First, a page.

Jul 06, 2017


When we think of sports, what do we think of? Teamwork. Discipline. Perseverance. But there’s another element we can’t forget: leadership.

What would a team be without its coach? A team without a coach is like an orchestra without a conductor, or a battleship without its captain. Everyone thinks they know best, and by everyone doing what they think is right, the power of the team is lost. We as Americans love our individuality and our independence, but we sometimes forget that if we hadn’t all banded together under one leader (George Washington), we wouldn’t be here with those rights today.

Where do we see leadership in the Bible? Why, everywhere. Moses, a reluctant leader, brings the Israelites out of Egypt. When he doubts his abilities, God gives him his brother Aaron to help, and Aaron and his family become God’s priests. When Moses passes away, Joshua leads the Israelites into the Promised Land. Later, Queen Esther shows leadership by being brave and speaking to the king about her people in order to save them. By doing this, she puts her life at risk, but that’s a part of leadership people sometimes forget: it can come with glory, but it also comes with risk.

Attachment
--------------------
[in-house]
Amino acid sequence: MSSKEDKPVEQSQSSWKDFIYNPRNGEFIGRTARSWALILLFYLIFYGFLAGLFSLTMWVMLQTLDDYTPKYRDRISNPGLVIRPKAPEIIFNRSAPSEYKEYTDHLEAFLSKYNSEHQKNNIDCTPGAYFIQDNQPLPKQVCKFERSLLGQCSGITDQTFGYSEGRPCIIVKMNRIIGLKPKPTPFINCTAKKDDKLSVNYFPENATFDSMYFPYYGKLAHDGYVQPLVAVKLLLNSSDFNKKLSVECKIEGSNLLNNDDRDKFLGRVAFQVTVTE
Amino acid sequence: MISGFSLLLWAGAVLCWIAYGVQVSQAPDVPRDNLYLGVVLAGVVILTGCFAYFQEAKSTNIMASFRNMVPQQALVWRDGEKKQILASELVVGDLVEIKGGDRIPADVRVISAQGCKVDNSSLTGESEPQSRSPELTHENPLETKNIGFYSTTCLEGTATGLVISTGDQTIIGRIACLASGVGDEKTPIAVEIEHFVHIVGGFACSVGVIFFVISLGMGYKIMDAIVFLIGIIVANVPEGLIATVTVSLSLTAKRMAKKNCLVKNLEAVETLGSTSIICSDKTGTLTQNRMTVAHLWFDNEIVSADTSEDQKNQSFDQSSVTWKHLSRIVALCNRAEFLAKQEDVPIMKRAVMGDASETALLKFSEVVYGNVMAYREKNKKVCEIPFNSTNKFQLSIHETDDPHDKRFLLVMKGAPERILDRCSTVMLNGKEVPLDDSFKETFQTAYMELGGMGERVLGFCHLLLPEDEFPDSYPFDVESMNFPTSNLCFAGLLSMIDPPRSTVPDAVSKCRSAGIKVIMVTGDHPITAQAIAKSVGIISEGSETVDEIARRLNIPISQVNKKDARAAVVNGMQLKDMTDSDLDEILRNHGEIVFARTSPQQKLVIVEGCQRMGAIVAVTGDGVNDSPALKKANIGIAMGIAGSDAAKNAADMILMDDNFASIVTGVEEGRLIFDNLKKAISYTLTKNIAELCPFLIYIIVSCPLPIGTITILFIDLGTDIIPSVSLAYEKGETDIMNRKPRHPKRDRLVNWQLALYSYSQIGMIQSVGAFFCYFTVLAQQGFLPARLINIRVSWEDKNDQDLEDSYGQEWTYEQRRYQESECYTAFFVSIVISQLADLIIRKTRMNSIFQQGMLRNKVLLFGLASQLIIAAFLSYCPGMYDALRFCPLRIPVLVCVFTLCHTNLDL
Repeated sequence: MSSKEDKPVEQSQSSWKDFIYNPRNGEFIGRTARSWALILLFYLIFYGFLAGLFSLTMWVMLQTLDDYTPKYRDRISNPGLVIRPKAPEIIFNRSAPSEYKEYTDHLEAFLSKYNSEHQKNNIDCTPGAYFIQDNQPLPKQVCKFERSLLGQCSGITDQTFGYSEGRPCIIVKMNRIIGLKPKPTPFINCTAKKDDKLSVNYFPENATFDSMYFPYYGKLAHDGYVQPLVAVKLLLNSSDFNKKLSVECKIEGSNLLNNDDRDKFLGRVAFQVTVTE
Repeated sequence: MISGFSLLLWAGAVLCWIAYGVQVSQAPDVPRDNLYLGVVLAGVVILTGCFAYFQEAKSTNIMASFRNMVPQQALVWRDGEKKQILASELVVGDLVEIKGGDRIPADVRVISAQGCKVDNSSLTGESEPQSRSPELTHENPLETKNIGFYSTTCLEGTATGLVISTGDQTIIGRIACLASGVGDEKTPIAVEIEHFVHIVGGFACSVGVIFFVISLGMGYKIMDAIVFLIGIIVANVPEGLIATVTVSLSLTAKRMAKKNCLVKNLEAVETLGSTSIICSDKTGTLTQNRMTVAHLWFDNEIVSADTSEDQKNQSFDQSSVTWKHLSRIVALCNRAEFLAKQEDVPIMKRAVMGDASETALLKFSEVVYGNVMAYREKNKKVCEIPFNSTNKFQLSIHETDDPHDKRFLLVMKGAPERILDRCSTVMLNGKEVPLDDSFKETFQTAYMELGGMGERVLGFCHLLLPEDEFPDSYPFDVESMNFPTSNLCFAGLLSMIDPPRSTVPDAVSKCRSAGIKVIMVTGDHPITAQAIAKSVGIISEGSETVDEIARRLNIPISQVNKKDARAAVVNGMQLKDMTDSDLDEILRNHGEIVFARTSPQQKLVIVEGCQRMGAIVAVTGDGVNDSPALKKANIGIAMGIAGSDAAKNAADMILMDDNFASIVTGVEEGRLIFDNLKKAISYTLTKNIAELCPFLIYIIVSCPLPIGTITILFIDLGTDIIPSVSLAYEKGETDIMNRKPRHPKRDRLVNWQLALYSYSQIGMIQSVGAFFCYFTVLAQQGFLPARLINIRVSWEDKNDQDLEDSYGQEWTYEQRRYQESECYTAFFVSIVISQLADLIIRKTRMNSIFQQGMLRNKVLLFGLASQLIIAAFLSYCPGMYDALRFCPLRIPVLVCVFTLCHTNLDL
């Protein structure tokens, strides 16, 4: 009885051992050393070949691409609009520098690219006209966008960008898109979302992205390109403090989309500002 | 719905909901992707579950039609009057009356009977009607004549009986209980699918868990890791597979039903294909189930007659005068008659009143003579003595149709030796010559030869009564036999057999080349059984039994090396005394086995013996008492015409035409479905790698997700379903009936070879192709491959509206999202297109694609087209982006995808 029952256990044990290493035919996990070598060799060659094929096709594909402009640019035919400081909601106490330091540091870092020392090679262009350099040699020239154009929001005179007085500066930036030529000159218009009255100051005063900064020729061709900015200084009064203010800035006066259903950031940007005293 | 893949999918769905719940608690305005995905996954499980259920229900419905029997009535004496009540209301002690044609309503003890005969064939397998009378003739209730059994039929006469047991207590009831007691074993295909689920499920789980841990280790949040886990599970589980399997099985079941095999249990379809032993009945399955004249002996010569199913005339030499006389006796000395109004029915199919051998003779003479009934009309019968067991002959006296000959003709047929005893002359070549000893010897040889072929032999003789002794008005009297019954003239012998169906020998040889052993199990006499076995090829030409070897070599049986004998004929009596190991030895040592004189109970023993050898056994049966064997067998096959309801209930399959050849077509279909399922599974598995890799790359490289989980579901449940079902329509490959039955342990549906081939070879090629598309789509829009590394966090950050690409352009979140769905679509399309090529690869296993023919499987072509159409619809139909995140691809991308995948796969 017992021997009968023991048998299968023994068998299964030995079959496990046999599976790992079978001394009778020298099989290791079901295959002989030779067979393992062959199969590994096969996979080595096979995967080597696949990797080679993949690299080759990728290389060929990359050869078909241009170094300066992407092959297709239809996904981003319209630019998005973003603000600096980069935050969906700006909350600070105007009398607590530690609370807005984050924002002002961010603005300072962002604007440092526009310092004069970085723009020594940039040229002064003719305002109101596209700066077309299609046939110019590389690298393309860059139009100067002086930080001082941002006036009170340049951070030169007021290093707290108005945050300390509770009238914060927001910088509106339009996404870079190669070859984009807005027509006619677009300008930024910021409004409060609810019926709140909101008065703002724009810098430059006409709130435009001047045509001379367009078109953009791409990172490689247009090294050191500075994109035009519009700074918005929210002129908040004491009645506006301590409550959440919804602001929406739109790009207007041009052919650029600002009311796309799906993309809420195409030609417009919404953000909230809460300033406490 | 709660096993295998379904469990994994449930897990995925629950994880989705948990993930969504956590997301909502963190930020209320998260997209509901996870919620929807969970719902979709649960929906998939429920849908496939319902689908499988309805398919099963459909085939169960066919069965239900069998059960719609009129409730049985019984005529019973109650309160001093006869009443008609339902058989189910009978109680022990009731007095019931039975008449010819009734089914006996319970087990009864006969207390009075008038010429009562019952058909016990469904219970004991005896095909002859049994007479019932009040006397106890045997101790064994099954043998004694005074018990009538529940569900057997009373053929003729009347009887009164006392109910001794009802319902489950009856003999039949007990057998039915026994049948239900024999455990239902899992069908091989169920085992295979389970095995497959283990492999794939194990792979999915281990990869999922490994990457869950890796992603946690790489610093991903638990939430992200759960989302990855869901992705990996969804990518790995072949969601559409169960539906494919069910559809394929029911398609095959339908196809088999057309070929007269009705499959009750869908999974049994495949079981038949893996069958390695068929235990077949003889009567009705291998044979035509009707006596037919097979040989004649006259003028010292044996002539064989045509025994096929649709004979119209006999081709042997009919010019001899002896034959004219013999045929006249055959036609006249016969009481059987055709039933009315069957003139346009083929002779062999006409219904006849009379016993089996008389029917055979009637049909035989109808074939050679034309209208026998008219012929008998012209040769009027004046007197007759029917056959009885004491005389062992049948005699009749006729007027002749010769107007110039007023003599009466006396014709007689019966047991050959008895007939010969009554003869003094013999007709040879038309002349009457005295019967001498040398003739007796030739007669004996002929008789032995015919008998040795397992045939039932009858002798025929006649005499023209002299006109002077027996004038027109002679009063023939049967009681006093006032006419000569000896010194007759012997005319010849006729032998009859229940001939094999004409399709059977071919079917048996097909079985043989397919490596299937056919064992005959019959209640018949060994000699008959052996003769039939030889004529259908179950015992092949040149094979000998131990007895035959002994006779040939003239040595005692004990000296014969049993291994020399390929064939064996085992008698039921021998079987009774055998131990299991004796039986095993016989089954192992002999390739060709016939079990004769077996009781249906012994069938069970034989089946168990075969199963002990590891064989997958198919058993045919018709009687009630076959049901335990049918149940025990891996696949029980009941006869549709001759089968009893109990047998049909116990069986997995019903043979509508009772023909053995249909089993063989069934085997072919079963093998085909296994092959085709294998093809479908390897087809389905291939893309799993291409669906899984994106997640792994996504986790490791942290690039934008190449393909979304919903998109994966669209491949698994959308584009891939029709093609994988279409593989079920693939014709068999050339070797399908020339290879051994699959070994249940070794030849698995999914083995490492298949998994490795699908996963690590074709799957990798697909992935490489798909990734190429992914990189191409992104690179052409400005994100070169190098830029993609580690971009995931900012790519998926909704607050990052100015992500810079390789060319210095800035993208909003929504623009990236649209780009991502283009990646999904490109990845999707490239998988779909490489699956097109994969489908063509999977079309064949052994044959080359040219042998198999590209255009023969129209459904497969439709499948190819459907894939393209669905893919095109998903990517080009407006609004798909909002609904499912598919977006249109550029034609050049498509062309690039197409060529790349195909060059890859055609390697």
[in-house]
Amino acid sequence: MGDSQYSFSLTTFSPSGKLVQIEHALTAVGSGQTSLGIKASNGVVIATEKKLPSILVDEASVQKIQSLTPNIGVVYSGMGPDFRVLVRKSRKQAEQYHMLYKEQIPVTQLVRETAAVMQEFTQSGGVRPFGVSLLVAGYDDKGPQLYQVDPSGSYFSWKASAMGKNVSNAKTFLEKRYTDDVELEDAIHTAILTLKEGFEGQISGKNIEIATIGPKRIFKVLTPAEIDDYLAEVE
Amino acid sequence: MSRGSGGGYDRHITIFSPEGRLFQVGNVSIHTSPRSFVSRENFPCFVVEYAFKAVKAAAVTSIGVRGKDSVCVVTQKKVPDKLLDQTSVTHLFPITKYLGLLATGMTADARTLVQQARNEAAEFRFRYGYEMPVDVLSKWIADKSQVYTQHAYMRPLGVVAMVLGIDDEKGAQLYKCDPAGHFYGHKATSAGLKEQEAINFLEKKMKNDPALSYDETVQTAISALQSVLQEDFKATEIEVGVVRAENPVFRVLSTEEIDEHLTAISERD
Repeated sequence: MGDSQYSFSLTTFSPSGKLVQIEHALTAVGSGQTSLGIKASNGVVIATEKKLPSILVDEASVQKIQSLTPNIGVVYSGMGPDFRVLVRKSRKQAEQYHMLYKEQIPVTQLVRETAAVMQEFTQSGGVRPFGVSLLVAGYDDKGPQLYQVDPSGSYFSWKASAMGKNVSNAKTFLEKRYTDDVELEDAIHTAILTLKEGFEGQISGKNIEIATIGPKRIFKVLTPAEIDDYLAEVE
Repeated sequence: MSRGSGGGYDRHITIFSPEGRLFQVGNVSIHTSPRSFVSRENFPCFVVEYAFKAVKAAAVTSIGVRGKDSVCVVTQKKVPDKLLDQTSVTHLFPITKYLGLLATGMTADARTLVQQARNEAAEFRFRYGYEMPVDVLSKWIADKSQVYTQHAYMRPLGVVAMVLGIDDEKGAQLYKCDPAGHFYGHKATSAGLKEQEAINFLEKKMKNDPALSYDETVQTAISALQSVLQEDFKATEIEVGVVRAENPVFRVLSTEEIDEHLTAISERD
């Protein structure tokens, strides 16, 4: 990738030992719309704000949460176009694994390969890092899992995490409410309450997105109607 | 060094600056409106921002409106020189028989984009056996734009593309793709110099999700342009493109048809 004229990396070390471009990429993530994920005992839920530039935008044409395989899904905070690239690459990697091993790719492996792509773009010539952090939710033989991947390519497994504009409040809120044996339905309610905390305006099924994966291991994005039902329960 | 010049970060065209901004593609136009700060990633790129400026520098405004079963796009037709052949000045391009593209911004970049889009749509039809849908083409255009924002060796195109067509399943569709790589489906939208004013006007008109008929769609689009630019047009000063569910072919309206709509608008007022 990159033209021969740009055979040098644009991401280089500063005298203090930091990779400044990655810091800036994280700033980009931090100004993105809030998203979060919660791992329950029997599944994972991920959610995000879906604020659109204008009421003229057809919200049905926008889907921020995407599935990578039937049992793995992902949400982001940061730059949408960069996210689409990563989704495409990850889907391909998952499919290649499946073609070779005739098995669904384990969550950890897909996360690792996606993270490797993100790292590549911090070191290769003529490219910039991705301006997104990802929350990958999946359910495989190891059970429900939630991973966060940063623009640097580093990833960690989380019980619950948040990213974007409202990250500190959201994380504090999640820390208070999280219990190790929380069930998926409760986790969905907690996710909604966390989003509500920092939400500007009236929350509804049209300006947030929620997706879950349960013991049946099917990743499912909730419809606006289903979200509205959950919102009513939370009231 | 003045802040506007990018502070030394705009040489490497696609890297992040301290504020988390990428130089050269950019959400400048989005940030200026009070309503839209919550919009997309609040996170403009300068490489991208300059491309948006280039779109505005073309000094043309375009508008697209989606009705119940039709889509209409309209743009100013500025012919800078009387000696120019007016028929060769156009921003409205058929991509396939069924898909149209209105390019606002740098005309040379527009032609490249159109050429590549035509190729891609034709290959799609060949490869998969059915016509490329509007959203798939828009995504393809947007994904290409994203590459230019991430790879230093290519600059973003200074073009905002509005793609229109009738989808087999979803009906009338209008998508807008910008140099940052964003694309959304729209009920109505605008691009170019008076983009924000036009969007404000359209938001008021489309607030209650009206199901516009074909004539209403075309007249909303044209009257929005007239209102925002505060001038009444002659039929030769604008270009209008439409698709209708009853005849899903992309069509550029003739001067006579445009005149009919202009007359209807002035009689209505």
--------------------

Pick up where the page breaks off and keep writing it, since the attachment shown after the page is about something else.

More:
If a team isn’t doing well, who gets blamed? The coach. The same happens in the Bible. The Israelites, who we often don’t want to realize are also us, blame Moses or their king very quickly once things don’t go their way.

In one of the most famous scenes in the Bible, the healing of Lazarus, Martha is angry at what she sees as Jesus’s failure in as their leader, but keeps her love of him above all else. In John 11:21-22, Jesus returns to the home to discover Lazarus has passed away. “ ‘Lord,’ Martha said to Jesus, ‘if you had been here, my brother would not have died. But I know that even now God will give you whatever you ask.’”

Jesus then raises Lazarus from the dead.

God wants us to trust in our leaders, unless they are doing something expressly against His commands (like King Nebuchadnezzar in Daniel). As an athlete, are you doing things your own way, or are you listening to your coach? Do you think that you should get all the glory? Are you ready for all the risk as well then?

If you feel like God is calling you to leadership, talk about it with your coach. Ask if there’s anything you can do to show you’re worthy of more responsibility. If they say there isn’t anything right now, show leadership in another way: start a Bible study. Offer to help teammates more often. Show initiative. But remember: “Humble yourselves before the Lord, and He will lift you up.” (James 4:10) To God be the glory.